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This section explains less common problems that may sometimes result from donor stem cell (allogeneic) transplant.
Sometimes the infusion of stem cells doesn’t work and the donor cells don’t produce enough new blood cells. This is known as graft failure.
Primary graft failure, or failure to engraft, is when the donor stem cells have failed to produce any new blood cells after six weeks.
Secondary graft failure, or graft dysfunction, is when the donor cells begin to produce new blood cells but the graft gradually begins to fail.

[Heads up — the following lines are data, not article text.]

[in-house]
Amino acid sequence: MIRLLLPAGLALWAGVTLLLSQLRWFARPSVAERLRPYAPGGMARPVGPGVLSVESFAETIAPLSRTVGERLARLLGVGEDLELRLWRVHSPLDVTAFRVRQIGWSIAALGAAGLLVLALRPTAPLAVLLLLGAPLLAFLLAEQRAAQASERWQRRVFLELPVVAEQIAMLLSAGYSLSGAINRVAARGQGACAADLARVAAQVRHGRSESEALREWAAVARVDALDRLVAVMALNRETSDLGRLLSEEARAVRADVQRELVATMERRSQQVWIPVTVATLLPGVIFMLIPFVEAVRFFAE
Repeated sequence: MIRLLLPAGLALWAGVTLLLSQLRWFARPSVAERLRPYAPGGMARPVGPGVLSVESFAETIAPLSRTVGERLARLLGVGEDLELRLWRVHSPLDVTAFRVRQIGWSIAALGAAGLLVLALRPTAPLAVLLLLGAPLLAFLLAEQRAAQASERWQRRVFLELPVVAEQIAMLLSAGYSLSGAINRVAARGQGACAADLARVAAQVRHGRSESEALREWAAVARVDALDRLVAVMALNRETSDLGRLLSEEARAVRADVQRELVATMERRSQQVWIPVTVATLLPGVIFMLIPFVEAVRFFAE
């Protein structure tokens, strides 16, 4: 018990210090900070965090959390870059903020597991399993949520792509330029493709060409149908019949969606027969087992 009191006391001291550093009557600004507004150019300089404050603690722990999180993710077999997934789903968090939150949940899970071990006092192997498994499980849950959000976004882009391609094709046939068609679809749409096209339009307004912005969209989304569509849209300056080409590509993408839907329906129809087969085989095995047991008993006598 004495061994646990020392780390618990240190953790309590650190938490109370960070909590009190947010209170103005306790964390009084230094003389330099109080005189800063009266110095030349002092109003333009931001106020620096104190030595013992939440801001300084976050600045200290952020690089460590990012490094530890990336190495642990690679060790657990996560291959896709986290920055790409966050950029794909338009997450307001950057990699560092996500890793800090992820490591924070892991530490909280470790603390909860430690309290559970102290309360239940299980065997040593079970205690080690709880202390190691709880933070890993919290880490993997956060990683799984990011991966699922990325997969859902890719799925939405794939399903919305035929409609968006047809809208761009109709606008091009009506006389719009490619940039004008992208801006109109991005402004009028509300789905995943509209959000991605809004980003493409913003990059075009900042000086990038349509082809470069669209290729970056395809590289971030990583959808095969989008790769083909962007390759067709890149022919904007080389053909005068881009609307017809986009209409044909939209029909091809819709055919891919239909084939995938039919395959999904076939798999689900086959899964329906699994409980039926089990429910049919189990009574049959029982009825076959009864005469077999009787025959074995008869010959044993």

Graft rejection is when the body rejects the donor stem cells and no new blood cells are produced.
If the graft fails to produce enough new blood cells, it can lead to repeated infections, bruising, bleeding and anaemia. Total graft failure is rare, and the only way to treat it is with another infusion of stem cells from the donor. Without this, a person will only live for a short time.
Content last reviewed: 1 December 2011
Next planned review: 2013
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